GRETA VAN SUSTEREN, FOX NEWS HOST: Governors across the country scrambling to deal with the sequester fallout in their states. When asked who is to blame for the mess, Oklahoma Governor Mary Fallin answered, "Everybody." She joins us. Nice to see you, Governor.
OKLAHOMA GOV. MARY FALLIN: Good to see you, too, Greta.
VAN SUSTEREN: OK, Governor, so who -- who are the everybodys? I mean, I got my list of everybodys, but who's yours?
FALLIN: There's a lot of people. Well, first of all, beginning at the top with leadership, and that's the president. You know, the president suggested the sequester, and of course, it went to Congress. Congress put it in there as a default, that they were going to work on trying to balance the budget, lower the deficit. They didn't do it. So now we have this default of the sequester.
So I think everybody is to blame, whether it's Republicans, Democrats, the House, the Senate, the president. But in the end, it starts at the top with the president.
VAN SUSTEREN: All right, I've looked at the -- the White House issued a paper, and I'm looking at the part that goes to your state, Oklahoma, where they say that all -- this is where the cuts are going to affect Oklahoma. And I'm curious whether you agree. It says Oklahoma will lose approximately $4.9 million in funding for primary and secondary education, putting 70 teacher and aide jobs at risk.
Now, that $4.9 million funding -- maybe you know this or don't -- is that additional money that you weren't expecting? I mean, where -- what's this $4.9 million? Is it -- are you going to be below the baseline of what you've had, or this slowed growth?
FALLIN: I think it's going to be slowed growth. I mean, it's hard to tell. I mean, a lot of the governors just don't know exactly what to expect. And all we hear is these scare tactics that we're going to have to cut teachers, we're going to have to cut this, cut that, all these different scary things that are going to happen.
But you know, in my state, when I took over two years ago in Oklahoma, we had around a $6 billion budget. We had a $500 million budget shortfall, and I didn't go around scaring people, telling them I was going to have to kick granny out of the nursing home or fire all the teachers or do these kinds of things.
What I did was go about prioritizing my spending, looking at ways I could eliminate government waste, make things more efficient. I was able to close that budget gap, which was close to around 8 percent cut in spending in Oklahoma. And the result of that has been that my unemployment rate dropped from 7 percent down to 5.1 percent. Now I have actually economic growth in our state. And we went from having $2.03 in our rainy day savings account to over $600 million in savings in just two years.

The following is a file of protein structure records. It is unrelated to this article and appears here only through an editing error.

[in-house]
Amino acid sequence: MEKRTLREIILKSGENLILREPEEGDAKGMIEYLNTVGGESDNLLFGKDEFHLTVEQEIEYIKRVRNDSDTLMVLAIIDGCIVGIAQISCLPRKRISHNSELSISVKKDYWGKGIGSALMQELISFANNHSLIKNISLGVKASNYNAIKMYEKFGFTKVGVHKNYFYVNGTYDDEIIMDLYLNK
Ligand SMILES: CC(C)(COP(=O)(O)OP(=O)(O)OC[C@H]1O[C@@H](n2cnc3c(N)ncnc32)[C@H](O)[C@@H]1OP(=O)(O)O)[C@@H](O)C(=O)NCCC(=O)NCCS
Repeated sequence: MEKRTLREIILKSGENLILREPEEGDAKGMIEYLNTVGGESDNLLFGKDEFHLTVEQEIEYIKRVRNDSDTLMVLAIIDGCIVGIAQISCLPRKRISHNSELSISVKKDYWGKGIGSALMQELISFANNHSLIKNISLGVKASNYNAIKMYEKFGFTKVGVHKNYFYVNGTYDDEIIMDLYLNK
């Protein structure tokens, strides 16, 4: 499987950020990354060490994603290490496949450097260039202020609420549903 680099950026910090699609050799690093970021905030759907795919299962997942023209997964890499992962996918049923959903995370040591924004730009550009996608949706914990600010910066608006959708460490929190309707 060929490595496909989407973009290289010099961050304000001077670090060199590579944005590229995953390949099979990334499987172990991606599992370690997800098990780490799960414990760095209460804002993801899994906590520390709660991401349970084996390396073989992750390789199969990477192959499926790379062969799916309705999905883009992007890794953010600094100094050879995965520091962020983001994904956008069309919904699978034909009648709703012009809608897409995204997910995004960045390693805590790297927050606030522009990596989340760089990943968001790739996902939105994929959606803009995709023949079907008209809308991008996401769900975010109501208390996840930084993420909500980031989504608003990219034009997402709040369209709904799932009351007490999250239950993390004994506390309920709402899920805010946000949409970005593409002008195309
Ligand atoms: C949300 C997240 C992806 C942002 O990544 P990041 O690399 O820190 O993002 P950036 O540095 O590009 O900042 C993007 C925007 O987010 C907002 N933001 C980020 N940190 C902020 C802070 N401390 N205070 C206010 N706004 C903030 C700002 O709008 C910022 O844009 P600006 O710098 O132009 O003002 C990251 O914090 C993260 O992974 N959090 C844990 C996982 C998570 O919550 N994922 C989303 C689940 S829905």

So if states can do it, the federal government can do it. What I don't hear the president talking about is how are we going to make government more efficient, more effective, eliminate waste? He just talks about how we got to have tax increases, how we got to cut all these programs and how we're going to just scare everybody into believing that the nation's going to heck in a handbasket.
VAN SUSTEREN: Let me ask you about your prior life when you were in Congress, and just so you can explain. -- I think this is an important point to drive home for the American people because they hear the word cut, and they think that means that we're going to have less this year than we had last year. That's what -- that's what most people think cut is. But in Washington language, what cut means is that we're just not going to grow as much as -- we're not going to spend as much extra that we planned to spend, right?
FALLIN: We're going to slow down the growth.
VAN SUSTEREN: Now, how...
FALLIN: And in fact, you know, spending has increased so much in Washington, D.C....
VAN SUSTEREN: How does Washington, D.C., get away with calling that a cut, the slowed-down growth?
FALLIN: I don't know.
VAN SUSTEREN: I swear, everyone thinks -- everyone thinks it's a cut. It's just -- we're just not going to spend as much as we thought we were going to spend extra.
FALLIN: Absolutely. We're just not going to spend as much as we have been, and we shouldn't be spending so much. I don't think people think we don't have enough money in Washington. I think they think we have a spending problem. I think we have a spending problem in Washington, D.C.
I know for the time that I was in Congress to the time I've been governor, we've just seen spending go up and up and up in Washington. So what we're really talking about is slowing down the spending growth in Washington, D.C., and we can do that. Governors across the nation, Republican governors, are proving that they can do that.
VAN SUSTEREN: Well, I'm not -- I'm not convinced that we even need to cut programs because there's so much fat in the government and there's so much waste...
VAN SUSTEREN: ... that if we even made even one effort to locate it, to locate the fat, the repetitive payments, anything -- I'm not even sure we have to cut any of these services!
But anyway, Governor, I take the last word on that. Thank you.
FALLIN: Thank you.